• Being better adapted means being better able to survive, suchas surviving the climate, sompeting more successfully for a limited amount of food, or escaping from predation.
        • Charles Darwin (1809-1882) suggested that is the environment changes, natural selection will result in characteristics of a species changing gradually from generation to generation. This change is called evolution. New evidence supports his theory.
    • Genes
      • The chromosomes are placed within the nucleus of a cell. there are two copies of eachchrosome in body cells- each copy has the same genes in the same order along its length (except chromsomes that dertamine sex) A gene is a short piece of DNA at a particular point on a chromosome- a gene codes for characteristic, e.g. eye colour. A gene may come in different forms, called alleles, that produce different variations of charateristics, e.g. different eye colours.
        • Alleles- Different alleles of the same gene- the person is hetroxygous for this gene. Chrosomes of the same type are the same size and have the same genes in the same order. These genes have the same allele on both chromosomes -the person is homozygous for these genes.
        • Genetic definitions. Thegene for coat colour in rabbits has different alleles. The allele for brown colour (B) is dominant over the allele for the black colour (b). Genotype- BB will have the phenotype- brown coat. Genotype- Bb will have the phenotype- brown coat. Genotype bb- will have the phenotype- black coat.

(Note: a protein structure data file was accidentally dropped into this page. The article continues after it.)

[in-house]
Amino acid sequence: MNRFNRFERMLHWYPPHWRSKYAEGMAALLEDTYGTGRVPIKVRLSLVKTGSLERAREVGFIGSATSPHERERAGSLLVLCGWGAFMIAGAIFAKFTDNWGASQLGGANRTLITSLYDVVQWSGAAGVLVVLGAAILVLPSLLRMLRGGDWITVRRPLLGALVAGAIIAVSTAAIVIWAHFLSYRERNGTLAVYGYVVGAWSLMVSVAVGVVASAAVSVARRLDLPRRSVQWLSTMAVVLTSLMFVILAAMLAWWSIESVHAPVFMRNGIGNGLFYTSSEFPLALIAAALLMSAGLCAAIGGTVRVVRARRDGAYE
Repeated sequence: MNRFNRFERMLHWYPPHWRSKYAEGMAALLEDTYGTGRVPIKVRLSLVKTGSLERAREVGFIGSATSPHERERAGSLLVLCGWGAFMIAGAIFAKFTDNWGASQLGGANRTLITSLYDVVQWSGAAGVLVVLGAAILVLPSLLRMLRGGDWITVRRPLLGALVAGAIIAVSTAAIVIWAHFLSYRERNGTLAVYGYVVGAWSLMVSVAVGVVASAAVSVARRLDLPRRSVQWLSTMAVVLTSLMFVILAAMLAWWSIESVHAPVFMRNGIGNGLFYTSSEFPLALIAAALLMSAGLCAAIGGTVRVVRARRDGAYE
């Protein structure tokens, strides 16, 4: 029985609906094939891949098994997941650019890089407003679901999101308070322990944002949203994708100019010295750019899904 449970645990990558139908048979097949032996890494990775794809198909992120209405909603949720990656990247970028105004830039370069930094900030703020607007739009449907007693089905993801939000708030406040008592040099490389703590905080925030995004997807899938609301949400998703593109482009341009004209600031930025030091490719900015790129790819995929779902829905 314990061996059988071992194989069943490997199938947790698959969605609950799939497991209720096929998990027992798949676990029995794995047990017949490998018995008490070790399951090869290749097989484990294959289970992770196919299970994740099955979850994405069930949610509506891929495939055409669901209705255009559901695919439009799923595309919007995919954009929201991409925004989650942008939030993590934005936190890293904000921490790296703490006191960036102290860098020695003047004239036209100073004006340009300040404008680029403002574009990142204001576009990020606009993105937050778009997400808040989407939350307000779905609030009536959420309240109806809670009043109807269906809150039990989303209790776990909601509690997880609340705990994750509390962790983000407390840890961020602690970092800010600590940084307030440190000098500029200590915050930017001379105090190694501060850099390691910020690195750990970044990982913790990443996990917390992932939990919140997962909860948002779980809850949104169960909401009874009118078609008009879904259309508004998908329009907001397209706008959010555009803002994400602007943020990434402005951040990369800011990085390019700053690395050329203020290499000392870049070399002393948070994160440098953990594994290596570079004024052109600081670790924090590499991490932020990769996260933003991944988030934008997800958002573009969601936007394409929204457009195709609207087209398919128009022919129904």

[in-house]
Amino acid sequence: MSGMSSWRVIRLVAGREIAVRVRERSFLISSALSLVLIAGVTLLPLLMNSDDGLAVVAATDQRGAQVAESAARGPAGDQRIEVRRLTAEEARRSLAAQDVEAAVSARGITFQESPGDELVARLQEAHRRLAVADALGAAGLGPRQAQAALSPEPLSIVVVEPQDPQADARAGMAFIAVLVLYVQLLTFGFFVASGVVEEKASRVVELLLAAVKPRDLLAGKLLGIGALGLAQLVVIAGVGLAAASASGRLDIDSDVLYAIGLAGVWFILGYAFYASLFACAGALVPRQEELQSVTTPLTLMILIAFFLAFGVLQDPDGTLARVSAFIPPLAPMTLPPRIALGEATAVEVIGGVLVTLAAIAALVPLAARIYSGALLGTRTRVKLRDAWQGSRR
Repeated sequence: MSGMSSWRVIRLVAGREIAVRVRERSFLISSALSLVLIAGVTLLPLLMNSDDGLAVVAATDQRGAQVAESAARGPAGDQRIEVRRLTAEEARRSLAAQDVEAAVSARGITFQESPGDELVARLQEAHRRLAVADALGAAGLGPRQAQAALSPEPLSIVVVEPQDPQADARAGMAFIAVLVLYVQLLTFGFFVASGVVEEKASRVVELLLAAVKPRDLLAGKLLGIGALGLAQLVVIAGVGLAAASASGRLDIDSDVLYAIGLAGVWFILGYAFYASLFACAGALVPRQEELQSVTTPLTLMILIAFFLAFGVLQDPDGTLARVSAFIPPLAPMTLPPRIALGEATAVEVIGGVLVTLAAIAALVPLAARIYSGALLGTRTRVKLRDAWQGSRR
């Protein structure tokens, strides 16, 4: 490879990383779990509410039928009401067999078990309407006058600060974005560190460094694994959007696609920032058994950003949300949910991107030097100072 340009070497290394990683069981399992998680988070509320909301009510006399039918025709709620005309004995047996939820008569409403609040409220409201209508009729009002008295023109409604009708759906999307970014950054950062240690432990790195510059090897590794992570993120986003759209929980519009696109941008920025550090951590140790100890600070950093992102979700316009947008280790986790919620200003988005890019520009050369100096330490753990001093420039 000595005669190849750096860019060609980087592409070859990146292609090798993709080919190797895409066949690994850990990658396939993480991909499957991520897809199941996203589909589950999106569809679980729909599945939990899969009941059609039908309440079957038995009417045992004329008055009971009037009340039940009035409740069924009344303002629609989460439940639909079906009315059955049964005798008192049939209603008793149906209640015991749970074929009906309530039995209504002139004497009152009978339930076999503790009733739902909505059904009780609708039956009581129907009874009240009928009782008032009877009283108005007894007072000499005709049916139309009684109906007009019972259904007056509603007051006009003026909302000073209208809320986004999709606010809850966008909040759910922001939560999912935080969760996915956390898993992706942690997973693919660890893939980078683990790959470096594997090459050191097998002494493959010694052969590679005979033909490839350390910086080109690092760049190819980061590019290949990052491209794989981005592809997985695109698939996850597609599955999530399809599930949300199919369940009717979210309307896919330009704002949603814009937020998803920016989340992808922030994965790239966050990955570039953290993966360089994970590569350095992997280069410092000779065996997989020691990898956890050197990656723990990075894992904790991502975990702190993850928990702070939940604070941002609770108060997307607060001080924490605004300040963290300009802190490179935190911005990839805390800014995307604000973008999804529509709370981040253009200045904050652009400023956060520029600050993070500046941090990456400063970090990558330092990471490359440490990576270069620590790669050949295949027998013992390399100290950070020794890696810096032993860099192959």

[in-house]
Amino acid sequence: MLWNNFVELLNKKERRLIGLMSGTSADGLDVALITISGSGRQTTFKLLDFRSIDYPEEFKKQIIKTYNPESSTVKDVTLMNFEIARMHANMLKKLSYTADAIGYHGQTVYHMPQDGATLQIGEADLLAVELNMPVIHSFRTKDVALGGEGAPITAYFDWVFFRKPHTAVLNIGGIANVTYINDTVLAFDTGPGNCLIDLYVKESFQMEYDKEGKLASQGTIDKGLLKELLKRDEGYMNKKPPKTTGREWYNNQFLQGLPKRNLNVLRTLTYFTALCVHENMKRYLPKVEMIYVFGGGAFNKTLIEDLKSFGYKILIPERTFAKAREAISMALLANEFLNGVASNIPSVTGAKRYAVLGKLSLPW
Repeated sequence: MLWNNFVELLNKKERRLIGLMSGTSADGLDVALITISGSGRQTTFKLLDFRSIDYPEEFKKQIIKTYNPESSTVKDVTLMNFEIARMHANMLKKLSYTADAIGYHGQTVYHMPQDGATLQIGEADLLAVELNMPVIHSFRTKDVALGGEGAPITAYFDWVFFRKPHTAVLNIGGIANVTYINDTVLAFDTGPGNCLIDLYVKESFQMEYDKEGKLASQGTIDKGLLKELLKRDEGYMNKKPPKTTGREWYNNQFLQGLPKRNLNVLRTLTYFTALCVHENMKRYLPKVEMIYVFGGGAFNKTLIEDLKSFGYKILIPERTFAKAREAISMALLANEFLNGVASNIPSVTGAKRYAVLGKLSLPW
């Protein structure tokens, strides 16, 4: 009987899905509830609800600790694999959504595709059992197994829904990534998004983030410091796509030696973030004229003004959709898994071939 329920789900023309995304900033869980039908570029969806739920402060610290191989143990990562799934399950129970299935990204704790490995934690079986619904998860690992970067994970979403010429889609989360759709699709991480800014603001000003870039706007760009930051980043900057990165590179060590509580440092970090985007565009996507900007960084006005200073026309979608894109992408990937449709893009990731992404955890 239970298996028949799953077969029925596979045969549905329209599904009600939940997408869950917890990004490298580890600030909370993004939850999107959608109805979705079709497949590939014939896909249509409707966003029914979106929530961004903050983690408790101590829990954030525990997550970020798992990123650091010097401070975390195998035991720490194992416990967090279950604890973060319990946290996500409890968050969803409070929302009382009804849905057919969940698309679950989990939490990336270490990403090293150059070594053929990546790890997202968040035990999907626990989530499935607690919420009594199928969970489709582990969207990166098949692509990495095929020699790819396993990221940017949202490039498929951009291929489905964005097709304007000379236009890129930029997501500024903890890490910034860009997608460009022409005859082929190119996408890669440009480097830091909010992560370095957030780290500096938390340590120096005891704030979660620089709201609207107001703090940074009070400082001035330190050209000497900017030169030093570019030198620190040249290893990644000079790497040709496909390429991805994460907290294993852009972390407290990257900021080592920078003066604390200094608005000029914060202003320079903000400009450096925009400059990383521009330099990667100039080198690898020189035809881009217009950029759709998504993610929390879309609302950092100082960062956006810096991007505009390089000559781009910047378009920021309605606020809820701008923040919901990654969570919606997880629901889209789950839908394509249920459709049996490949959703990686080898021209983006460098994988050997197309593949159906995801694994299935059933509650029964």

• Genotype shows the alleles in the individual. Remember that each body cell has two genes for each characteristic- either two alleles that are the same or two alleles that are the same or two that are different.
          • Phenotype means the characteristic that are produced, including what the individual looks like.
    • Explaining inhertiance
      • Monohybrid inheritance. Sometimes a characteristic is controlled by a single gene. This is called monohybrid inheritance. We can use a genetic diagram to help us understand how alleles are inherited.
    • Genetic disorders
      • Some genes faulty alleles that cause health problems. These are genetic disorders.
        • Sickle Cell Disease: caused by having two copies of recessive allele for the haemoglobin gene, which causes red blood cells to become sickle-shaped. People with the disease: become short of breath and tire easily. Have painful joints if red blood cells get stuck in capillaries. Have reduced blood flow if red blood cells block a blood vessel, which may cause damage to body tissues, heart attack, stroke or even death.
        • Cystic Fibrosis: caused by having two copies of a recessive allele for a cell membrane protein. This makes the mucus that lines tubes in the lungs and other parts of the human body much thicker and stickier than normal. This can: increase the risk of lung infections. Prevent enzymes getting into the digestive system to break down food, which can lead to weight loss.